Tchibo cuts coffee prices despite stronger dollar as futures plunge
Aug 31 (Reuters) - German coffee roaster Tchibo lowered its retail prices for the first time in nearly two years on Monday, becoming the latest company to walk back recent price hikes amid tumbling green coffee prices as fears of drought in top-grower Brazil wane.
Tchibo, the fifth-largest roaster in the world according to market research firm Euromonitor, cut prices on its Feine Milde brand by 30 euro cents per pound and reduced prices on its Barista Espresso and Barista cafe crema products by one euro ($1.12) per kilo, the company said on its website.
"In recent weeks, the situation on the green coffee markets has eased," Tchibo spokesman Arnd Liedtke said in the statement. "The feared drought in Brazil - the main producing country of coffee worldwide - has failed to materialize."
Arabica coffee price on ICE Futures U.S. fell to their lowest levels in more than 1-1/2 years last week, due to Brazil's weaker real currency and sharp declines across commodity markets on the heels of a rout in global equities.
Tchibo's move came after J M Smucker Co and Kraft Heinz Co, two of the United States' largest coffee roasters and makers of the Folgers and Maxwell House brands, respectively, cut prices by six percent in July to boost flagging sales.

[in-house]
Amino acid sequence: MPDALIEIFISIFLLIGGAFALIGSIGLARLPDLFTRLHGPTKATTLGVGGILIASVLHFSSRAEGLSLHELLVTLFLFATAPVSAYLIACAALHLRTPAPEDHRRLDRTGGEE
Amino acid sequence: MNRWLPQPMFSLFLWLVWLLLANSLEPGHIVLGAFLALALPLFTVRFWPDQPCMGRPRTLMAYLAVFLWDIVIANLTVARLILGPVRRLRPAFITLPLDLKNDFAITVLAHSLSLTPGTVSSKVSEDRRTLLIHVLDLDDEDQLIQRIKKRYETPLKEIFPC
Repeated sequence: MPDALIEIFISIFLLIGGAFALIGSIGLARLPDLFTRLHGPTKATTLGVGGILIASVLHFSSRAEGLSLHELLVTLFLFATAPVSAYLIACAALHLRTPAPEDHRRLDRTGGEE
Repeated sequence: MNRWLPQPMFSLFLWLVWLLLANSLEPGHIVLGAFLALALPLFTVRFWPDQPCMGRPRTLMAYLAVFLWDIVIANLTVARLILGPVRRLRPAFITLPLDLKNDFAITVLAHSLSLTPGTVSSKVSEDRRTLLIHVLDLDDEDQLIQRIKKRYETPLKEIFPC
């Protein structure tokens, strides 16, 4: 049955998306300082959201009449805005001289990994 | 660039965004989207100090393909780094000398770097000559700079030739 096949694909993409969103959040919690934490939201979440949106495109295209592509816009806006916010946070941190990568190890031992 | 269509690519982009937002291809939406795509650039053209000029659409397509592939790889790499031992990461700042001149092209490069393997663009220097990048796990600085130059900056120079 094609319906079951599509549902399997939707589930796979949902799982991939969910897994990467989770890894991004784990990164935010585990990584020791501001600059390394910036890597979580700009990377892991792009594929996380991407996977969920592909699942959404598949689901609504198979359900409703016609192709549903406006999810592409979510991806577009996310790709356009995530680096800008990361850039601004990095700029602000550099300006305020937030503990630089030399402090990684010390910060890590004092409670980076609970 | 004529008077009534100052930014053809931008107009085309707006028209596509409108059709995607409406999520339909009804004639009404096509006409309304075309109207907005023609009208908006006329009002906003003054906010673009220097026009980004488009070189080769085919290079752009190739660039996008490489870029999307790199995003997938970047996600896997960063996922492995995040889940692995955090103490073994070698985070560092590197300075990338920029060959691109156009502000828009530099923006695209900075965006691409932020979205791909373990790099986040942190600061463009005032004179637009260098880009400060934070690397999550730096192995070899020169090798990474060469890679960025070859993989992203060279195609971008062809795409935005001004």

The two companies had raised prices in 2014 amid supply concerns due to Brazil's historic drought.
Tchibo's cut comes just six months after it raised prices as the U.S. dollar soared against the euro and other currencies, making dollar-traded commodities like coffee more expensive to end users outside the United States.
The dollar has remained strong, but the continued decline of green coffee prices throughout the second quarter ended June 31 allowed Tchibo to slash prices, the company said.
Tchibo had 12.3 percent market share in Germany in 2014, trailing only Mondelez International, and was fifth worldwide with sales of $1.9 billion and 2.3 percent market share, Euromonitor data show. ($1 = 0.8902 euros) (Reporting by Luc Cohen in New York; Editing by Chizu Nomiyama)
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